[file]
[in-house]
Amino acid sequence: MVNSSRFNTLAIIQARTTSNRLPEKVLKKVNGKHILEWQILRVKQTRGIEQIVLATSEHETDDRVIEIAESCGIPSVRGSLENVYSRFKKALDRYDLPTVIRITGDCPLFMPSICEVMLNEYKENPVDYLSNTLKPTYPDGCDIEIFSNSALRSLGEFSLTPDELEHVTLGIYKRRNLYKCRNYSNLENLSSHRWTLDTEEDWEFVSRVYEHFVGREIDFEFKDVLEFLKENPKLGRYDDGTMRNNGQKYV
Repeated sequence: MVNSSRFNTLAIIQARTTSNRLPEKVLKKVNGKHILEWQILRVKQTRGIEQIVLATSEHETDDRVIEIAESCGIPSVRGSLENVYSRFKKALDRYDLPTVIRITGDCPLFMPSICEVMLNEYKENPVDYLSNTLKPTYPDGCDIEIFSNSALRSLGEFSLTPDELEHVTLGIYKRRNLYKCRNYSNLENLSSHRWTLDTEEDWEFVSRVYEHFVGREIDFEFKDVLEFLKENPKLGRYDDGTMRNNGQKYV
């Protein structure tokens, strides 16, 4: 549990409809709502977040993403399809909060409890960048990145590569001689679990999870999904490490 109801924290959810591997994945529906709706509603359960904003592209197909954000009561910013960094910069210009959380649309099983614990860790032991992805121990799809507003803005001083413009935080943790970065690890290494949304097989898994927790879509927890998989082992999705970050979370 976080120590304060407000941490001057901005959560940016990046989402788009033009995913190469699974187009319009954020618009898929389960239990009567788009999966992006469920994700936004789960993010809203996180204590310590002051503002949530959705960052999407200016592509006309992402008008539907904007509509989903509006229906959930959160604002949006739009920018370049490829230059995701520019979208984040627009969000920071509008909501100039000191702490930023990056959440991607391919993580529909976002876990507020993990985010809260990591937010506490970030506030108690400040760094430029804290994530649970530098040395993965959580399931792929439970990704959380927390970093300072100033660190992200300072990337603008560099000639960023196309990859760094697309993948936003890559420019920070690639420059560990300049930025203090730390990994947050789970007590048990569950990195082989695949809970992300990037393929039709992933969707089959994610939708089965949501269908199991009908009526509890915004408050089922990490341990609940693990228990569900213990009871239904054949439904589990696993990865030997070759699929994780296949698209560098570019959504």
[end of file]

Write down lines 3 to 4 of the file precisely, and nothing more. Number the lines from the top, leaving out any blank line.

Repeated sequence: MVNSSRFNTLAIIQARTTSNRLPEKVLKKVNGKHILEWQILRVKQTRGIEQIVLATSEHETDDRVIEIAESCGIPSVRGSLENVYSRFKKALDRYDLPTVIRITGDCPLFMPSICEVMLNEYKENPVDYLSNTLKPTYPDGCDIEIFSNSALRSLGEFSLTPDELEHVTLGIYKRRNLYKCRNYSNLENLSSHRWTLDTEEDWEFVSRVYEHFVGREIDFEFKDVLEFLKENPKLGRYDDGTMRNNGQKYV
């Protein structure tokens, strides 16, 4: 549990409809709502977040993403399809909060409890960048990145590569001689679990999870999904490490 109801924290959810591997994945529906709706509603359960904003592209197909954000009561910013960094910069210009959380649309099983614990860790032991992805121990799809507003803005001083413009935080943790970065690890290494949304097989898994927790879509927890998989082992999705970050979370 976080120590304060407000941490001057901005959560940016990046989402788009033009995913190469699974187009319009954020618009898929389960239990009567788009999966992006469920994700936004789960993010809203996180204590310590002051503002949530959705960052999407200016592509006309992402008008539907904007509509989903509006229906959930959160604002949006739009920018370049490829230059995701520019979208984040627009969000920071509008909501100039000191702490930023990056959440991607391919993580529909976002876990507020993990985010809260990591937010506490970030506030108690400040760094430029804290994530649970530098040395993965959580399931792929439970990704959380927390970093300072100033660190992200300072990337603008560099000639960023196309990859760094697309993948936003890559420019920070690639420059560990300049930025203090730390990994947050789970007590048990569950990195082989695949809970992300990037393929039709992933969707089959994610939708089965949501269908199991009908009526509890915004408050089922990490341990609940693990228990569900213990009871239904054949439904589990696993990865030997070759699929994780296949698209560098570019959504």